So that’s machine learning with deep neural networks - human engineers train computers on how a human would act so that the computer can learn and act like a human independently.
Maybe...but this technology is going to allow us to use machines in ways that can help humanity in the future.
And, not to be too corny, but the future is now.
Ok, so you probably thought this was an article about hearing aids.
Here’s the tie-in.
Oticon, one of the leading global hearing aid brands, has just released their newest product, the Oticon More.
The Oticon More is the first hearing aid with an onboard Deep Neural Network.
In developing this product, the engineers at Oticon trained the computer processor that drives these hearing aids with over 12 million different sounds and sound scenes.
The problem with hearing aids, historically, has been that they could amplify sounds and even help focus on speech sounds while damping down surrounding environmental sound - but ultimately you were hearing an artificially modified signal.
This could result in you hearing sounds that you couldn’t previously hear, but not totally understanding what is happening around you...OR hearing some sounds to the detriment of other sounds.
With the new Oticon More, hearing aids are able to come closer than ever before to reproducing what natural hearing in a healthy auditory system is able to do.
The onboard neural network, called “MoreSound Intelligence” in these hearing aids constantly analyzes and processes the sound environment very precisely, providing a clear contrast and balance for the sounds all around you.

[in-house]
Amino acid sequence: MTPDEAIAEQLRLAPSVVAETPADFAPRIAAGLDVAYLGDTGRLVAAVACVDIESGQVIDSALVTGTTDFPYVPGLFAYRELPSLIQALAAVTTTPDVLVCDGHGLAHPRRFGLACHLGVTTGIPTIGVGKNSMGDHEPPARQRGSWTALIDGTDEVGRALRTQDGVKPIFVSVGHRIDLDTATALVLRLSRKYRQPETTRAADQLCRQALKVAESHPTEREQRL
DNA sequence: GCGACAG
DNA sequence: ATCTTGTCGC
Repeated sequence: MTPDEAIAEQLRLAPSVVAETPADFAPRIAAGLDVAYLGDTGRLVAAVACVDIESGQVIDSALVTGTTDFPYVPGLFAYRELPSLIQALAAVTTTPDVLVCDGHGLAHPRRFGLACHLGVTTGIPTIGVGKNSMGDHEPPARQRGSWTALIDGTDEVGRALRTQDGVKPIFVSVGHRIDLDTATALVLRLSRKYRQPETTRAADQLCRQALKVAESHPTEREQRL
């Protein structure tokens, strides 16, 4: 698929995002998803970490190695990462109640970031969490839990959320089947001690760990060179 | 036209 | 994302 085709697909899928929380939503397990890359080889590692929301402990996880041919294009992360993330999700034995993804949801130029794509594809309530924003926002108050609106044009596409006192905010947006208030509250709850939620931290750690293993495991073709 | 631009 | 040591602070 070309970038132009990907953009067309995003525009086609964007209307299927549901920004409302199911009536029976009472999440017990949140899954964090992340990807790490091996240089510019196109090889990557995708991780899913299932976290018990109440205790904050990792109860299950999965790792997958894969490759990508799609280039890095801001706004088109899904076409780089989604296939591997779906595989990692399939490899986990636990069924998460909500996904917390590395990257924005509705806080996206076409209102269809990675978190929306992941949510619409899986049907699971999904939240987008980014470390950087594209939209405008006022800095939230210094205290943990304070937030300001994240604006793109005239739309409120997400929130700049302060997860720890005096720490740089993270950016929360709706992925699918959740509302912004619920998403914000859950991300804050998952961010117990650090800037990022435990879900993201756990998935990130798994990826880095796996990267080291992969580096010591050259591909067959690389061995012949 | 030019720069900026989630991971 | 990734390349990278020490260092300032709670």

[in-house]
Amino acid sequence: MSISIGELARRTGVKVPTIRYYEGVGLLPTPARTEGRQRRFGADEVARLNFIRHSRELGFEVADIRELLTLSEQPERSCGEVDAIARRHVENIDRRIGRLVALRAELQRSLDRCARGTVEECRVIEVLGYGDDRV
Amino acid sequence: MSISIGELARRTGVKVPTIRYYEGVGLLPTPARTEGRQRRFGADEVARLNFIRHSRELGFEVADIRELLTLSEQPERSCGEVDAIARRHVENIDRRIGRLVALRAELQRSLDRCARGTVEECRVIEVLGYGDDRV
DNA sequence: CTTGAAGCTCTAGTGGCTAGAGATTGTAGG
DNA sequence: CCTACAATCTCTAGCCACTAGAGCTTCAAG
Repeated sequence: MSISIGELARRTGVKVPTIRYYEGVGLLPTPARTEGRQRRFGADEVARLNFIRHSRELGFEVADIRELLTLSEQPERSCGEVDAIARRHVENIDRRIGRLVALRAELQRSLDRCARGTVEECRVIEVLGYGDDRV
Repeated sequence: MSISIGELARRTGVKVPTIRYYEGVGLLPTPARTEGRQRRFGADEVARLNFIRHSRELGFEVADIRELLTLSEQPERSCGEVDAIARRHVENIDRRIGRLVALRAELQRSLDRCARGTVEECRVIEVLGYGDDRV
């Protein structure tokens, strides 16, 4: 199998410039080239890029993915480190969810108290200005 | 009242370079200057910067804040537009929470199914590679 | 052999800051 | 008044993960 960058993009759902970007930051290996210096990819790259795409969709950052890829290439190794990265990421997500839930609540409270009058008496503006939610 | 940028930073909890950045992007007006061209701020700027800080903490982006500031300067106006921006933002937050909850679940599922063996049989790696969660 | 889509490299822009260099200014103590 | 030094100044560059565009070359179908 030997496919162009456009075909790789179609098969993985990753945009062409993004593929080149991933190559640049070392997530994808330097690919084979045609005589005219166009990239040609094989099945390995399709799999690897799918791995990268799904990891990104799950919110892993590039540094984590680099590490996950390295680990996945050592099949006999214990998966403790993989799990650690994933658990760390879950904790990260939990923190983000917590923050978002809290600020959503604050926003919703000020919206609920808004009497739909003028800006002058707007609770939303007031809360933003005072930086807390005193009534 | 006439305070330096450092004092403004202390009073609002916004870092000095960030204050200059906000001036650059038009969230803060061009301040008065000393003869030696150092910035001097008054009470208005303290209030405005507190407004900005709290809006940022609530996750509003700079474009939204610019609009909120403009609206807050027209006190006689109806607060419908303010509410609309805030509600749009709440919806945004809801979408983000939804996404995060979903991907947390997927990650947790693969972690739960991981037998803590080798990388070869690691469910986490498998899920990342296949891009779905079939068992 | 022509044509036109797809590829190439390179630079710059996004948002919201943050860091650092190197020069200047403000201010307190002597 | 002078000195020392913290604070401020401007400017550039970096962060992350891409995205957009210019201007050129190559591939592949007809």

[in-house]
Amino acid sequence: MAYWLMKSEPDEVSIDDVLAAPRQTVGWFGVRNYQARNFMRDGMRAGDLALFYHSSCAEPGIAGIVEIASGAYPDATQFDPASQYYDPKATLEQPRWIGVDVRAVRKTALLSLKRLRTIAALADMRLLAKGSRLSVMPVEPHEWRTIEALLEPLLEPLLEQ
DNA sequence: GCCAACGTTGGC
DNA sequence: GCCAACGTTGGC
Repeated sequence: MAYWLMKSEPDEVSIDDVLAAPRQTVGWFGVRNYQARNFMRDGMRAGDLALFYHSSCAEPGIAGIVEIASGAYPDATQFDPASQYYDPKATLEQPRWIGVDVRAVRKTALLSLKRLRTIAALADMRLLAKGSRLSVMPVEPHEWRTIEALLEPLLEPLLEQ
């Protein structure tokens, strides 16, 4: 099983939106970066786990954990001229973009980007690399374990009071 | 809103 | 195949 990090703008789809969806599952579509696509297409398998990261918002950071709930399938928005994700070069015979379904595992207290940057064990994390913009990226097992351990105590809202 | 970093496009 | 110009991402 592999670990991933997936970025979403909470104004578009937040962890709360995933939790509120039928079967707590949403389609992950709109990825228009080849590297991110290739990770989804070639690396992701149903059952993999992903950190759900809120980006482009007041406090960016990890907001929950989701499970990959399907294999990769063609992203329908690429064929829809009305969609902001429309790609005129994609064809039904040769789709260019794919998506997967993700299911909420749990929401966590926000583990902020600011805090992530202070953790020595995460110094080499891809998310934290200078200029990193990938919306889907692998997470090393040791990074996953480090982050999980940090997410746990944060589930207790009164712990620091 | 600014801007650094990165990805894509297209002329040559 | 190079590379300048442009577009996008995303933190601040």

Because of the training that the engineers of this technology have done with the deep neural network, the hearing aids are able to seamlessly handle virtually all of the sounds scenes that you could ever encounter, and then send them to your ears in a detailed way that is customized to your hearing profile in a way that optimally supports your brain.
Much like Tesla cars use 2D computers to create a 3D visual scene, these hearing aids are able to use onboard microphones to properly identify and classify sounds, and then place them in a 3 dimensional sound scene that allows the listener to focus on the sounds that are important and ignore the rest - just like normal hearing.
So with this new technology we’re closer than ever before to hearing aids that reproduce what healthy, natural hearing and auditory processing is able to do.
Are the robots taking over? Maybe so...and maybe that's not such a bad thing after all
If you’d like to schedule a free consultation to discuss your options with Dr. Brad Stewart or another of our skilled audiologists at ClearLife Hearing Care at our Allen or Lewisville TX offices, click here!
Dr. Brad Stewart, audiologist, is the founder and owner of ClearLife Hearing Care in Allen and Lewisville Texas. Dr. Stewart is also the creator of the NeuroHearing™ and NeuroTinnitus™ treatment programs.